The Best Takedowns for Short Wrestlers

Two men wrestling, side view, Seoul Olympics, (blurred  motion)

Height can play a role in what moves a wrestler should keep in his arsenal. A sensible practice routine should focus particularly on the repetition of moves that are more likely to succeed for a wrestler's particular height. This is especially true of takedowns, since both wrestlers are on their feet, making height a factor, as compared to moves on the mat, when both wrestlers are no longer standing and height is essentially neutralized. Both tall and short wrestlers can be effective as long as they learn to use their frame to their advantage.

Single Leg

The “single leg” takedown comes in many forms, but in the "low single leg," the shorter wrestler uses his lower center of gravity and lower stance to lunge for his opponent's leg from an outside angle. The “outside angle” means the attacking wrestler steps to the outside of the target leg, grabbing the heel while driving the shoulder just below the knee, with his head to the inside of the leg. The shoulder drive is important to finish the move because it throws the opponent off balance, causing him to go to the mat right away, or, if not, then allowing the leg to be picked up so the attacking wrestler can then force him to the mat.

High Crotch

The “high crotch” is another type of single leg takedown that can be effective for shorter wrestlers. While clinched with an opponent, the wrestler changes levels while throwing his opponent's nearside arm past him as he shoots in, and throwing his own arm high on the inside of the opponent's leg. The shooter finishes by lifting and rotating his opponent to the mat. When this move is executed perfectly, the lifting step is unnecessary, as the momentum of the initial part of the move causes the opponent to fall flat to the mat, while the shooter merely rotates around him to a control position.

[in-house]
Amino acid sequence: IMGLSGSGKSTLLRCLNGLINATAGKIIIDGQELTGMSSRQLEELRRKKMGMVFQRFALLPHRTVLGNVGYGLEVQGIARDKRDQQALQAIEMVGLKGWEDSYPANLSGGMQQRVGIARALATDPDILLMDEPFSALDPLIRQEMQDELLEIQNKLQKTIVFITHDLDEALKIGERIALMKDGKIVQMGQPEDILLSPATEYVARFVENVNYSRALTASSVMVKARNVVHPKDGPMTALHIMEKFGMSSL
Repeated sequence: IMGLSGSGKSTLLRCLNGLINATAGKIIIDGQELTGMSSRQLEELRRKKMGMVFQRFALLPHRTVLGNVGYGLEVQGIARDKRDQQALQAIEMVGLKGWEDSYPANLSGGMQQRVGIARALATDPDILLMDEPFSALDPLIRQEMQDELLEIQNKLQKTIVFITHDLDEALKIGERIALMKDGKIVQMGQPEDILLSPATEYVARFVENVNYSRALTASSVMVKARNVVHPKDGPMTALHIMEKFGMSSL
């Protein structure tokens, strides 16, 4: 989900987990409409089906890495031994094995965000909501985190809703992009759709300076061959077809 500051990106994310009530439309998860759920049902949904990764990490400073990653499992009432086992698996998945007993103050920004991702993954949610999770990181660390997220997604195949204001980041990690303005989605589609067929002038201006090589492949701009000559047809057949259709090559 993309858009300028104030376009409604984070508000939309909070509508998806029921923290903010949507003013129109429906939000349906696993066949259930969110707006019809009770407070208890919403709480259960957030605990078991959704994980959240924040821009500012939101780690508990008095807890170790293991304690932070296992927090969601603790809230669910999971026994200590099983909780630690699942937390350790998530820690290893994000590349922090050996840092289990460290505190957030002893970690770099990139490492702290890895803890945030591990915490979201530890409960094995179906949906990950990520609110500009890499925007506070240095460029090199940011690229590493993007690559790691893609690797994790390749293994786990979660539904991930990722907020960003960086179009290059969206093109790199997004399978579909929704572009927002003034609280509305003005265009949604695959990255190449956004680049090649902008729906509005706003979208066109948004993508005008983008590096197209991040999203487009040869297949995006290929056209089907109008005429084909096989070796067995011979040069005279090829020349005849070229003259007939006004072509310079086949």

Fireman's Carry

The “fireman's carry” is a takedown that is set up just like the high crotch, but instead of throwing the opponent's arm by, the shooter pulls the arm in tight under his own armpit. The shooter still throws his other arm high on the inside leg, and from his knees, sweeps his legs towards the opponent while pulling hard on the grasped arm until the opponent hits the mat. As the name suggests, the opponent is briefly draped over the shooter's shoulders while the shooter grasps the same-side arm and leg, similar to how a fireman would carry someone.


The duck-under is a move that allows the shorter wrestler to exploit the height difference without shooting on the legs. While in a clinch, the shooter throws his opponent’s arm by as in the high crotch or the fireman's takedoen, but instead of drop stepping, the shooter turns outward, ducks his head under the arm, then turns back inward to gain control of his opponent. The shooter then finishes the move by forcing the opponent down to the mat. As with the high crotch, with perfect execution the momentum of the move often results in the opponent on the mat already.